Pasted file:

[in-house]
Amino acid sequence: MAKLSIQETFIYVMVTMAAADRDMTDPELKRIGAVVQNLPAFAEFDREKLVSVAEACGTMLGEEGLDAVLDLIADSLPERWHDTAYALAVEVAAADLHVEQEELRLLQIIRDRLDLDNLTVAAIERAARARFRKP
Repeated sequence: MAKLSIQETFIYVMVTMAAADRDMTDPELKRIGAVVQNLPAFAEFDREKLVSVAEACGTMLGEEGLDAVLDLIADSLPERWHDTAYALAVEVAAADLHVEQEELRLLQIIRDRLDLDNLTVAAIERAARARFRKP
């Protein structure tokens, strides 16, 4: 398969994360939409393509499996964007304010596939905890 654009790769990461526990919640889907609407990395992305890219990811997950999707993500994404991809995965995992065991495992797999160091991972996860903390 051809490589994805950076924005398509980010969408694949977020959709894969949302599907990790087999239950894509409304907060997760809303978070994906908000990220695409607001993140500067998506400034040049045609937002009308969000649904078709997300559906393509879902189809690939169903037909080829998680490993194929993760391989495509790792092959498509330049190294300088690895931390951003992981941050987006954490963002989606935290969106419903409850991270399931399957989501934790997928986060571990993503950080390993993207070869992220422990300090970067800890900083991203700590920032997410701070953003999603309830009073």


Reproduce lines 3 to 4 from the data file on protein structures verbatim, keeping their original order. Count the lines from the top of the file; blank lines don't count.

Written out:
Repeated sequence: MAKLSIQETFIYVMVTMAAADRDMTDPELKRIGAVVQNLPAFAEFDREKLVSVAEACGTMLGEEGLDAVLDLIADSLPERWHDTAYALAVEVAAADLHVEQEELRLLQIIRDRLDLDNLTVAAIERAARARFRKP
């Protein structure tokens, strides 16, 4: 398969994360939409393509499996964007304010596939905890 654009790769990461526990919640889907609407990395992305890219990811997950999707993500994404991809995965995992065991495992797999160091991972996860903390 051809490589994805950076924005398509980010969408694949977020959709894969949302599907990790087999239950894509409304907060997760809303978070994906908000990220695409607001993140500067998506400034040049045609937002009308969000649904078709997300559906393509879902189809690939169903037909080829998680490993194929993760391989495509790792092959498509330049190294300088690895931390951003992981941050987006954490963002989606935290969106419903409850991270399931399957989501934790997928986060571990993503950080390993993207070869992220422990300090970067800890900083991203700590920032997410701070953003999603309830009073």